Thief – Game Analysis and Review

Thief – Game Analysis and Review

By Dan Maurer




Developers:  Eidos Montreal, Nixxes Software BV

Publisher:  Square Enix

Director:  Nicolas Cantin

Composer:  Luc St. Pierre

Engine:  Unreal Engine 3

Platforms:  Microsoft Windows, PlayStation 3, PlayStation 4, Xbox 360, Xbox One

Release Date:  February 25, 2014

Genre:  Stealth

Mode:  Single-player

Rating:  Mature



After having high hopes for this game when it was announced, I finally got to have a chance to play the game. Unfortunately for me, instead of excitement I was met with disappointment. Besides frustration over a bland and predictable story, it just never reached out and grabbed me to keep my attention. Share in my experience with the game below if you would please.





The new Thief sticks with original character Garrett who lives inside of the City, which is reminiscent of a town from the old days, only with far more advanced technology. The City is overwhelmed by a mysterious plague and ruled by a greedy Baron. As the story unfolds, Garrett goes from a robber swiping high priced treasures to assisting the people in trying to overthrow the Baron and his legions of guards. Thief is a classic stealth video game in its purest form. Players use light and shadows to carefully navigate alleys or buildings, avoiding guards at every corner. A circle in the lower left corner of the screen turns from light to dark, indicating when Garrett is under safe cover of the shadows.


Along with sneaking and sprinting, players can perform a nifty move where they can quickly move and duck between spaces and avoid detection.  In the prologue, Garrett stumbles across an arcane ritual and gets knocked unconscious. Fast forward a year, and he can’t remember a thing. Garrett’s ability to sneak into the Baron’s heavily guarded fortresses may be the only thing that can stop the City from descending into complete anarchy. Garrett begins with a few essential tools: a blackjack for knocking out nosy guards, a claw for climbing walls, a bow and a quiver of arrows. Water and fire arrows let Garrett douse and relight torches while rope arrows, which can be shot into hanging beams, help him climb onto rooftops.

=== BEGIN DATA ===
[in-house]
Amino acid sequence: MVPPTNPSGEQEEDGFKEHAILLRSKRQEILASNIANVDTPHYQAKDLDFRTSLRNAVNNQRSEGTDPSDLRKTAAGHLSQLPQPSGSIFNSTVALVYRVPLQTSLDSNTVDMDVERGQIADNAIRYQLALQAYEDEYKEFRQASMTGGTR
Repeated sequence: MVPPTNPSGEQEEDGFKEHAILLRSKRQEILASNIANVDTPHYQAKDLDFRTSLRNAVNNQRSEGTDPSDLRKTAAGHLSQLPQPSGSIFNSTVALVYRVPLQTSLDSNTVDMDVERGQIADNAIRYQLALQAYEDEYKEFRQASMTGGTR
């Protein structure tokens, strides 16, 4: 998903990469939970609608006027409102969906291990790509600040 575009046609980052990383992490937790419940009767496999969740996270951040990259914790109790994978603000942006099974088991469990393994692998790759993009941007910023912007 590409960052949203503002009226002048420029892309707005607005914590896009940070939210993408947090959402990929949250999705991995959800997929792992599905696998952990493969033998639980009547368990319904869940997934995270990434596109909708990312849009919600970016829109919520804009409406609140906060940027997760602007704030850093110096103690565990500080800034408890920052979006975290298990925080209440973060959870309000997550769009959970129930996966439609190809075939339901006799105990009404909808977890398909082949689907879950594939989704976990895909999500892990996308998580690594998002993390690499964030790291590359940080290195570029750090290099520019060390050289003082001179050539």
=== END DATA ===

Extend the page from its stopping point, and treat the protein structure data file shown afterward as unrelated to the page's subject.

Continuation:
As far as the visuals go, Thief is a very good looking game. The cities and backgrounds definitely pop out at you and the PS4/Xbox One versions have gotten a definite graphical overall from their PS3/360 counterparts. Character models themselves are also very detailed and colored, with again the PS4/Xbox One versions shining through the most. My only real complaint with the graphic portion of the game would be the constant screen tearing I endured during my 8+ hour playthrough of the PS4 version of the game. Overall, its a visually pleasuring experience to the eyes.





The biggest flaw that sticks out in the presentation is that Stephen Russell is no longer providing the voice for title character Garrett. This in my opinion takes away from the overall experience of the game as Stephen Russell is a fantastic voice talent and he gave character and style to Thief’s title character Garrett. Although, the suspense sounds made famous in the Thief series make a return to this new version of the classic series, which sets the mood and overall experience perfectly. But another complaint is the constant loading screens you have to sit through and endure during the campaign which at times makes you want to pull your hair out. Once you get into the story missions, kiss your freedom goodbye. You’ll start a mission at point A, and you’ll have one or maybe two routes available to get you to point B. If you didn’t pick up the wrench (an item you can buy early on to open vent covers), you might find one of those possible options closed off to you. It’s a very linear experience, with only minimal diversions to be had. The classic Thief games offered multiple routes to complete each mission, and it’s a crying shame that that only happens occasionally in this installment.





If you are looking for a stealth game to hold you over until the next big game comes out for the next generation consoles, then I would tell you to give Thief a chance. If you have a backlog of games and are looking to add to it, might wanna hold off and wait until this game drops in price to justify the purchase. Final Score: 6.5 out of 10




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